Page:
A stop along the Bartram Trail, the Beecher Run Nature Trail at Welaka National Fish Hatchery provides a walk beneath ancient pines along the edge of the hatchery ponds, which are fed by historic Beecher Spring.
Length: 0.5 mile loop
Trailhead: 29.4419, -81.6498
Land manager: U.S. Fish and Wildlife Service
Open daylight hours.
From US 17, follow Georgetown Point Rd (CR 309) south into Welaka. After you pass the intersection at Elm Street with a convenience store, CR 309 continues south through the first portion of the fish hatchery and past 40 Acre Park.
After you pass the two entrances to Welaka State Forest and the road that leads to Mount Royal and the Fort Gates Ferry, look for the parking area for this trail on the left: the tower is a good landmark.
Developed in 1926 to propagate fish that thrive in warm water, the Welaka National Fish Hatchery has two sets of ponds. The ones at Beecher Run are fed by Beecher Spring.
Before you take a ramble on this nature trail, climb up to the top of the observation deck to look over the ponds. A Bartram Trail marker is at the base of the tower.
That forest line on the far side of the ponds is where Beecher Spring is. In 1765, botanist John Bartram and his son William followed the spring run up from the St. Johns River to find its source. Since the 1920s, a portion of the run has been diverted into these ponds.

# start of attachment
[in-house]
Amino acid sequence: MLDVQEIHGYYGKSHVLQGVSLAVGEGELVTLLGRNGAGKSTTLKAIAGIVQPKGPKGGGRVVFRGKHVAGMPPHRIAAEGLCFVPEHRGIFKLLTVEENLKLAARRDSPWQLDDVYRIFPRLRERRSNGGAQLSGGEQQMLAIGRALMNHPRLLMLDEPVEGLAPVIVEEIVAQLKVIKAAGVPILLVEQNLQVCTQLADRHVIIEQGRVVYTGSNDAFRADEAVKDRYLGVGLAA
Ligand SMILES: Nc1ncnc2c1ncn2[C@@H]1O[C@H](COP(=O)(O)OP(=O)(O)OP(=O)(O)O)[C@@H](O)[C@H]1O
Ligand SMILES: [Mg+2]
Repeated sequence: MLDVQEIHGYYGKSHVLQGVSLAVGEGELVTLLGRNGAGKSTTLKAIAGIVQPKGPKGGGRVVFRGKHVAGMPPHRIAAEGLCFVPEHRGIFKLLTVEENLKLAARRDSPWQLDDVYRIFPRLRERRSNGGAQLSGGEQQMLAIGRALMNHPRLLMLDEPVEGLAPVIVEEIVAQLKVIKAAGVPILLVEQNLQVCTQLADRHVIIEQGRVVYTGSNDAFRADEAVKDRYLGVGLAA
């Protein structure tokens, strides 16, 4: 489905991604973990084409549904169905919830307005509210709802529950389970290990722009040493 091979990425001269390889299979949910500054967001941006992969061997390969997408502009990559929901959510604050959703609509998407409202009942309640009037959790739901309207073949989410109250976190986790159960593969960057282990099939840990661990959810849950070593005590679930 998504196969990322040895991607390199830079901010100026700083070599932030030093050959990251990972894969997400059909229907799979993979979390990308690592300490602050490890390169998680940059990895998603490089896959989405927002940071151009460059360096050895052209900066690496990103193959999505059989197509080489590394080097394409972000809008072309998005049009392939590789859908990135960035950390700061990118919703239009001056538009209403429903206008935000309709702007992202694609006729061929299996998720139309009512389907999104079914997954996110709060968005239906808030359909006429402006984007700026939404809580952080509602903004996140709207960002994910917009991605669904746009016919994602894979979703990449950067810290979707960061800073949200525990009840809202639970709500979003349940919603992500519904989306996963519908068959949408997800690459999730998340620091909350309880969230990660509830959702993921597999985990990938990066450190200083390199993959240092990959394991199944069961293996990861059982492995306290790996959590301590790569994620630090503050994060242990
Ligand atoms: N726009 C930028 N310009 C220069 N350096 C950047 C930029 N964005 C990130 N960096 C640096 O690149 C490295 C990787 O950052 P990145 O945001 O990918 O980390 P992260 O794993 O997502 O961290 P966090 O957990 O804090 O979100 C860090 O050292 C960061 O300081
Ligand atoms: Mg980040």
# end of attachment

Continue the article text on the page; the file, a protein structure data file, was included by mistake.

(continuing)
While the Beecher Run Nature Trail was established as an interpretive trail, we could not find a corresponding interpretive guide, and some of the numbered posts are missing. It’s a short loop, which we followed counterclockwise.
There is an opening along the edge of the ponds with a bench next to a clear, spring-fed stream. While we stood here, two juvenile bald eagles flew overhead. Without binoculars, we spotted several species of herons and egrets helping themselves to the bounty of the ponds.
The trail continues to loop through old growth pine flatwoods with a dense understory of saw palmetto. A bulldozer made a few dead-end side paths. Once you’re past the bench, there is no need to take those side trails to the right. This is a loop, and it keeps turning left until you complete it.
When we first hiked it, Marker 7 pointed out a large catfaced pine, slashed to produce turpentine. If you watch the tree trunks, you’ll find quite a few of these in the forest.